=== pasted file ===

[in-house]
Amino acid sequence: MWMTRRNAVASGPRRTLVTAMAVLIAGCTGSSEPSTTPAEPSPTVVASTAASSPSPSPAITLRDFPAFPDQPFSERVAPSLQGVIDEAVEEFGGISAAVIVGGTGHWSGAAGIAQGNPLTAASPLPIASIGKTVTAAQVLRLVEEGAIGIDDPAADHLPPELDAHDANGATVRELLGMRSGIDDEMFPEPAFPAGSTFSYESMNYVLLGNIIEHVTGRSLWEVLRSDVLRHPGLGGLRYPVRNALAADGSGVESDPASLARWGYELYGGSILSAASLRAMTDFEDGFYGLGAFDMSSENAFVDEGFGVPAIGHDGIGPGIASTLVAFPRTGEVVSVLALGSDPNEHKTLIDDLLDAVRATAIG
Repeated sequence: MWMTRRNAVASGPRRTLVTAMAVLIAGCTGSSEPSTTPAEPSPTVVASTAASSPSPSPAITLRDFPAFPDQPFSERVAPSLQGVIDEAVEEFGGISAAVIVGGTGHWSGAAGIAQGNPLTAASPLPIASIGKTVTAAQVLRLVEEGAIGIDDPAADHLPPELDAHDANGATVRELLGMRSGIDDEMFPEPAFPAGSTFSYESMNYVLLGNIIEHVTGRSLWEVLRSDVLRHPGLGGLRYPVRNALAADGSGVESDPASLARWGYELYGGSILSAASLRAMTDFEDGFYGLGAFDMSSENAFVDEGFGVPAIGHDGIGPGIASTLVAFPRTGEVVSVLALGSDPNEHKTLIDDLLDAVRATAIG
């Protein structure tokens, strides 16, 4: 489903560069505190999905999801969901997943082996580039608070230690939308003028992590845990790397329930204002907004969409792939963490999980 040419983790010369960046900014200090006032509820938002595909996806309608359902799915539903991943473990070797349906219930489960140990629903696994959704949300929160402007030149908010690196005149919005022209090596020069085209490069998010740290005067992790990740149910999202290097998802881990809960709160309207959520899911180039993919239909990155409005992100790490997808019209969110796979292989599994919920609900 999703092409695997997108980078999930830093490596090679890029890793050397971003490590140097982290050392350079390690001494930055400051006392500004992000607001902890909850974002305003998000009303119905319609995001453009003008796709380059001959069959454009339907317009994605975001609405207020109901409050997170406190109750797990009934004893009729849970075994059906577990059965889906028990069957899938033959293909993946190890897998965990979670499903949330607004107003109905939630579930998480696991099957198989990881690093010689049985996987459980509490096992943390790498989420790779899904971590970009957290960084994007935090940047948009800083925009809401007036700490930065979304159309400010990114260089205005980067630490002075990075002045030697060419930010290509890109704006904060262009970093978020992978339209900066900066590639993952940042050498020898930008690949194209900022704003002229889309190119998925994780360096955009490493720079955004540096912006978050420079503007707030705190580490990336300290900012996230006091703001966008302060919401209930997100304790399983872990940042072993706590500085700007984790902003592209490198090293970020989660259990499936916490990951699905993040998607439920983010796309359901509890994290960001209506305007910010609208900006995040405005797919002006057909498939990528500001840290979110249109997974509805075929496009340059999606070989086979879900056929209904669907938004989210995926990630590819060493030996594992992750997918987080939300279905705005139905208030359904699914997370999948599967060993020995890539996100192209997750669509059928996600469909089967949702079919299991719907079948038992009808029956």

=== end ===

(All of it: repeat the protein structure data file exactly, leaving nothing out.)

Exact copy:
[in-house]
Amino acid sequence: MWMTRRNAVASGPRRTLVTAMAVLIAGCTGSSEPSTTPAEPSPTVVASTAASSPSPSPAITLRDFPAFPDQPFSERVAPSLQGVIDEAVEEFGGISAAVIVGGTGHWSGAAGIAQGNPLTAASPLPIASIGKTVTAAQVLRLVEEGAIGIDDPAADHLPPELDAHDANGATVRELLGMRSGIDDEMFPEPAFPAGSTFSYESMNYVLLGNIIEHVTGRSLWEVLRSDVLRHPGLGGLRYPVRNALAADGSGVESDPASLARWGYELYGGSILSAASLRAMTDFEDGFYGLGAFDMSSENAFVDEGFGVPAIGHDGIGPGIASTLVAFPRTGEVVSVLALGSDPNEHKTLIDDLLDAVRATAIG
Repeated sequence: MWMTRRNAVASGPRRTLVTAMAVLIAGCTGSSEPSTTPAEPSPTVVASTAASSPSPSPAITLRDFPAFPDQPFSERVAPSLQGVIDEAVEEFGGISAAVIVGGTGHWSGAAGIAQGNPLTAASPLPIASIGKTVTAAQVLRLVEEGAIGIDDPAADHLPPELDAHDANGATVRELLGMRSGIDDEMFPEPAFPAGSTFSYESMNYVLLGNIIEHVTGRSLWEVLRSDVLRHPGLGGLRYPVRNALAADGSGVESDPASLARWGYELYGGSILSAASLRAMTDFEDGFYGLGAFDMSSENAFVDEGFGVPAIGHDGIGPGIASTLVAFPRTGEVVSVLALGSDPNEHKTLIDDLLDAVRATAIG
């Protein structure tokens, strides 16, 4: 489903560069505190999905999801969901997943082996580039608070230690939308003028992590845990790397329930204002907004969409792939963490999980 040419983790010369960046900014200090006032509820938002595909996806309608359902799915539903991943473990070797349906219930489960140990629903696994959704949300929160402007030149908010690196005149919005022209090596020069085209490069998010740290005067992790990740149910999202290097998802881990809960709160309207959520899911180039993919239909990155409005992100790490997808019209969110796979292989599994919920609900 999703092409695997997108980078999930830093490596090679890029890793050397971003490590140097982290050392350079390690001494930055400051006392500004992000607001902890909850974002305003998000009303119905319609995001453009003008796709380059001959069959454009339907317009994605975001609405207020109901409050997170406190109750797990009934004893009729849970075994059906577990059965889906028990069957899938033959293909993946190890897998965990979670499903949330607004107003109905939630579930998480696991099957198989990881690093010689049985996987459980509490096992943390790498989420790779899904971590970009957290960084994007935090940047948009800083925009809401007036700490930065979304159309400010990114260089205005980067630490002075990075002045030697060419930010290509890109704006904060262009970093978020992978339209900066900066590639993952940042050498020898930008690949194209900022704003002229889309190119998925994780360096955009490493720079955004540096912006978050420079503007707030705190580490990336300290900012996230006091703001966008302060919401209930997100304790399983872990940042072993706590500085700007984790902003592209490198090293970020989660259990499936916490990951699905993040998607439920983010796309359901509890994290960001209506305007910010609208900006995040405005797919002006057909498939990528500001840290979110249109997974509805075929496009340059999606070989086979879900056929209904669907938004989210995926990630590819060493030996594992992750997918987080939300279905705005139905208030359904699914997370999948599967060993020995890539996100192209997750669509059928996600469909089967949702079919299991719907079948038992009808029956």